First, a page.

Garrison daughters file wrongful death suit
BRECKENRIDGE – Saying they cannot replace their mother, Sharon Garrison’s three daughters have filed a $1 million wrongful death suit against her killer. Sharon Garrison’s husband of 10 years, Chuck Garrison, was sentenced last month to 30 years imprisonment for her murder.
“This whole thing is maybe hitting him where it hurts,” Lacie Dissler said Monday. “He killed her because of money, and the whole reason for us doing this is so he does not benefit from her death in any way. It’s not about money for us.”
In three identical statements signed by Dissler, Jennifer Nevener and Audra Johnson, the daughters attempt to explain their reasoning for the $1 million figure.
“It is impossible to replace the loss of my mother,” the statements read. “However, along with my sisters, we estimate that we have suffered damages in excess of $1 million due to the actions of Charles Garrison.
“My mother would have received approximately $1 million if she had divorced Charles Garrison. My mother was only 49 and would have earned at least another $1 million in income over the next 16 years of her work life.”
Chuck Garrison, a former Summit County burglar alarm salesman, was convicted March 20 of second-degree murder in his wife’s death. The couple had a rocky relationship that included three divorce filings. Many of their arguments revolved around money, according to testimony given at the trial.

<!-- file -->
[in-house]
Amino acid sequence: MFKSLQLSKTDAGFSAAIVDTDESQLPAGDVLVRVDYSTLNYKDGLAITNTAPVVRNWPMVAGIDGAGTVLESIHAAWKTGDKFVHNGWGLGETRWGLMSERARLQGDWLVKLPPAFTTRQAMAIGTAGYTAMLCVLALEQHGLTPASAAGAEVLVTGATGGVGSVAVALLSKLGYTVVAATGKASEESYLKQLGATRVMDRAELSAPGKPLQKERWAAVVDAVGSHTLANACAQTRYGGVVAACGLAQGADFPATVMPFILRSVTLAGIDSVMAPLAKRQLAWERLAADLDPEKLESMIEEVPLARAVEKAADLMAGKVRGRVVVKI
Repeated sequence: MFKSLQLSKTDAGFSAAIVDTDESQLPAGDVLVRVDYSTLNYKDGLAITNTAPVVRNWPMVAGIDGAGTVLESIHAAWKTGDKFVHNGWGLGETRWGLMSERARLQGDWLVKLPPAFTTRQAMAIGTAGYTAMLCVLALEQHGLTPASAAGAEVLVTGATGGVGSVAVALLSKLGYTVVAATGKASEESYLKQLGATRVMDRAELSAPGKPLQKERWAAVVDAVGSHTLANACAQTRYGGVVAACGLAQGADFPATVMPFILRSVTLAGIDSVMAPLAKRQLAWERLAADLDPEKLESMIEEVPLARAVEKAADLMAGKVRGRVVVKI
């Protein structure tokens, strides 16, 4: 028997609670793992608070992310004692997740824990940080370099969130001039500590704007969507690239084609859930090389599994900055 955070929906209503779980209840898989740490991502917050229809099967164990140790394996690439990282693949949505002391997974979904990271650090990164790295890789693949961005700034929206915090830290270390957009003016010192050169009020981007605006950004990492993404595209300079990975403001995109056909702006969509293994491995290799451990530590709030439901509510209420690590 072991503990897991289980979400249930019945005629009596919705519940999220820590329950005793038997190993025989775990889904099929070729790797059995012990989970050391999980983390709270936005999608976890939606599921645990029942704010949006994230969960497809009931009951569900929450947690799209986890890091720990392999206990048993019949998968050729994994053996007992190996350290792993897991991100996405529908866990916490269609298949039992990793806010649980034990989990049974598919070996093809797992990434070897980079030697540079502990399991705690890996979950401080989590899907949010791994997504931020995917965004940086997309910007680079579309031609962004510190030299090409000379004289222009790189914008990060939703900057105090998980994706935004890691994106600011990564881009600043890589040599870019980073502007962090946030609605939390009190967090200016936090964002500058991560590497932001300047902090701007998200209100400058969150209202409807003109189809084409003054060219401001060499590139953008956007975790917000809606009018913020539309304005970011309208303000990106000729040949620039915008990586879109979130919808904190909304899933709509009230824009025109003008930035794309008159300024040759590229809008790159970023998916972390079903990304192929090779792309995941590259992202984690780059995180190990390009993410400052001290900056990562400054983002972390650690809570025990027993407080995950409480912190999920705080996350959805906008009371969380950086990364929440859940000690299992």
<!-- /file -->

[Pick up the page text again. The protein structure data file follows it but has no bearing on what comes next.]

Sharon Garrison reportedly was about to file for a divorce a fourth time when she disappeared in late September 2000. Investigators found her body three weeks later, tied into a fetal position and wrapped in tarps, buried on the Garrison’s Tiger Road property.
Garrison testified during his murder trial that Sharon died the night of Sept. 26, 2000, during an argument that escalated out-of-control.
In their court filings, Sharon Garrison’s daughters – all in their 20s – also request that Chuck Garrison’s assets be preserved “for potential use in this matter.” That includes several Summit County condominiums the couple purchased during their marriage and a Dillon Valley condo Chuck Garrison sold to a friend, Doug DeMoss, for $100,000 after Sharon Garrison’s death. The women allege the condominium was sold “for an undervalued amount.”
Additionally, they said Chuck Garrison took $210,288 from an investment fund in 2000 to pay his defense attorney. Jewelry, furs, motorcycles and snowmobiles – all items that should be considered part of the estate – also are missing from the Garrison property, the suit alleges.
Because “defendant Garrison now faces a life sentence, it is likely he will continue in his efforts to fraudulently remove property and/or hinder creditors,” the suit alleges.
DeMoss, named as a co-defendant in the case, has filed a request for an extension of time in which to respond to the suit.
Sharon Garrison’s family has been managing the estate, which includes the Garrison home and the condominiums. They have been renting out the home, Dissler said.
Jane Reuter can be reached at 668-3998, ext. 229, or by e-mail at email@example.com
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